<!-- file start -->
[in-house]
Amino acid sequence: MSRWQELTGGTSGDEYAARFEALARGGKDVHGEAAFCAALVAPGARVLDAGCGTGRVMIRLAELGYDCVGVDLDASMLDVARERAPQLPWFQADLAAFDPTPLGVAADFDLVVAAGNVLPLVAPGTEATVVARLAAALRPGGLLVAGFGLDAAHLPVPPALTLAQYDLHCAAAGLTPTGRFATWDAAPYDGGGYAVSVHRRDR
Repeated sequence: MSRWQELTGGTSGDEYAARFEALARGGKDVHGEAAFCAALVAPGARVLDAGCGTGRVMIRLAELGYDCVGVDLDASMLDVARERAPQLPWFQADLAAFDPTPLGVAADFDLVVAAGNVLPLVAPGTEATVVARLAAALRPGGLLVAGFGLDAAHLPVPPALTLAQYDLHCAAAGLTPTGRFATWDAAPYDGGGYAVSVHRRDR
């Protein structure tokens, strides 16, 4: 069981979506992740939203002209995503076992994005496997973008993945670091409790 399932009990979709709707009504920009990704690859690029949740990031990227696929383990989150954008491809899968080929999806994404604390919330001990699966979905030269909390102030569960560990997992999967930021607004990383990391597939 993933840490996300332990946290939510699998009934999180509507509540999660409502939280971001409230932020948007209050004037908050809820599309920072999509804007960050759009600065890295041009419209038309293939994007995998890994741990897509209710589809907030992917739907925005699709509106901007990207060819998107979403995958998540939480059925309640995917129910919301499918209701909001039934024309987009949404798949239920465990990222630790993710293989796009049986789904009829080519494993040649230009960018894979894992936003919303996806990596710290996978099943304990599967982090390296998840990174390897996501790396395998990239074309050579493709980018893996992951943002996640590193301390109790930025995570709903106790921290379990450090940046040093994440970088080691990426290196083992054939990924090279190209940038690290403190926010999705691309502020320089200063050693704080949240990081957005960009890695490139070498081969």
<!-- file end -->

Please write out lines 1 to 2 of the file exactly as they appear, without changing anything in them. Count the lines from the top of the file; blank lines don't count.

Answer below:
[in-house]
Amino acid sequence: MSRWQELTGGTSGDEYAARFEALARGGKDVHGEAAFCAALVAPGARVLDAGCGTGRVMIRLAELGYDCVGVDLDASMLDVARERAPQLPWFQADLAAFDPTPLGVAADFDLVVAAGNVLPLVAPGTEATVVARLAAALRPGGLLVAGFGLDAAHLPVPPALTLAQYDLHCAAAGLTPTGRFATWDAAPYDGGGYAVSVHRRDR